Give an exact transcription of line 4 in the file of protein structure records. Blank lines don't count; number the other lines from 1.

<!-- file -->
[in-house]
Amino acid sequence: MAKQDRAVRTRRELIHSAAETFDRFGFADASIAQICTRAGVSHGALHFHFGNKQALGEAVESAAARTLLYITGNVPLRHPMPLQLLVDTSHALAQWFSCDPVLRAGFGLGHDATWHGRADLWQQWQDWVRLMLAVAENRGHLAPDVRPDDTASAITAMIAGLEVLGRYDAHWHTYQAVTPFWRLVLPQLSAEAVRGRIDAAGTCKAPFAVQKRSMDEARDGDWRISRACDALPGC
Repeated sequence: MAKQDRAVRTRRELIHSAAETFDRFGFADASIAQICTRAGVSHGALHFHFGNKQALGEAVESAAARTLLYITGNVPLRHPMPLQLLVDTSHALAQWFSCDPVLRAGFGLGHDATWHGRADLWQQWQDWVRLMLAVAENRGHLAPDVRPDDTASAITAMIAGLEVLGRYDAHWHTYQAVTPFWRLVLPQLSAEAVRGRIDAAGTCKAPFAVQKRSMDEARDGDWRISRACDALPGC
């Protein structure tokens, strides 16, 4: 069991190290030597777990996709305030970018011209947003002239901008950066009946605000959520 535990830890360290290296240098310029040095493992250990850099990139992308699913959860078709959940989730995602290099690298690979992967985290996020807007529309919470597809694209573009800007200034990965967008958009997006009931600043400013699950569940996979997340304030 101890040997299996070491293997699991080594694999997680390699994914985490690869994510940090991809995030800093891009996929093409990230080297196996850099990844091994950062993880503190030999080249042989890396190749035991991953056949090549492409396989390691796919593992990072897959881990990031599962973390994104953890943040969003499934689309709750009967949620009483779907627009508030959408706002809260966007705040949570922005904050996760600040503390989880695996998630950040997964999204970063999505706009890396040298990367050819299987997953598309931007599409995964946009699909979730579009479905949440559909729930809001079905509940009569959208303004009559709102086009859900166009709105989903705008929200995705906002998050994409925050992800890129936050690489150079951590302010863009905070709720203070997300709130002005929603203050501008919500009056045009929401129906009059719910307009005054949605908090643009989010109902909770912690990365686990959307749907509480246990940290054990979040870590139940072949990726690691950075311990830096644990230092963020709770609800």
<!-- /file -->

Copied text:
């Protein structure tokens, strides 16, 4: 069991190290030597777990996709305030970018011209947003002239901008950066009946605000959520 535990830890360290290296240098310029040095493992250990850099990139992308699913959860078709959940989730995602290099690298690979992967985290996020807007529309919470597809694209573009800007200034990965967008958009997006009931600043400013699950569940996979997340304030 101890040997299996070491293997699991080594694999997680390699994914985490690869994510940090991809995030800093891009996929093409990230080297196996850099990844091994950062993880503190030999080249042989890396190749035991991953056949090549492409396989390691796919593992990072897959881990990031599962973390994104953890943040969003499934689309709750009967949620009483779907627009508030959408706002809260966007705040949570922005904050996760600040503390989880695996998630950040997964999204970063999505706009890396040298990367050819299987997953598309931007599409995964946009699909979730579009479905949440559909729930809001079905509940009569959208303004009559709102086009859900166009709105989903705008929200995705906002998050994409925050992800890129936050690489150079951590302010863009905070709720203070997300709130002005929603203050501008919500009056045009929401129906009059719910307009005054949605908090643009989010109902909770912690990365686990959307749907509480246990940290054990979040870590139940072949990726690691950075311990830096644990230092963020709770609800």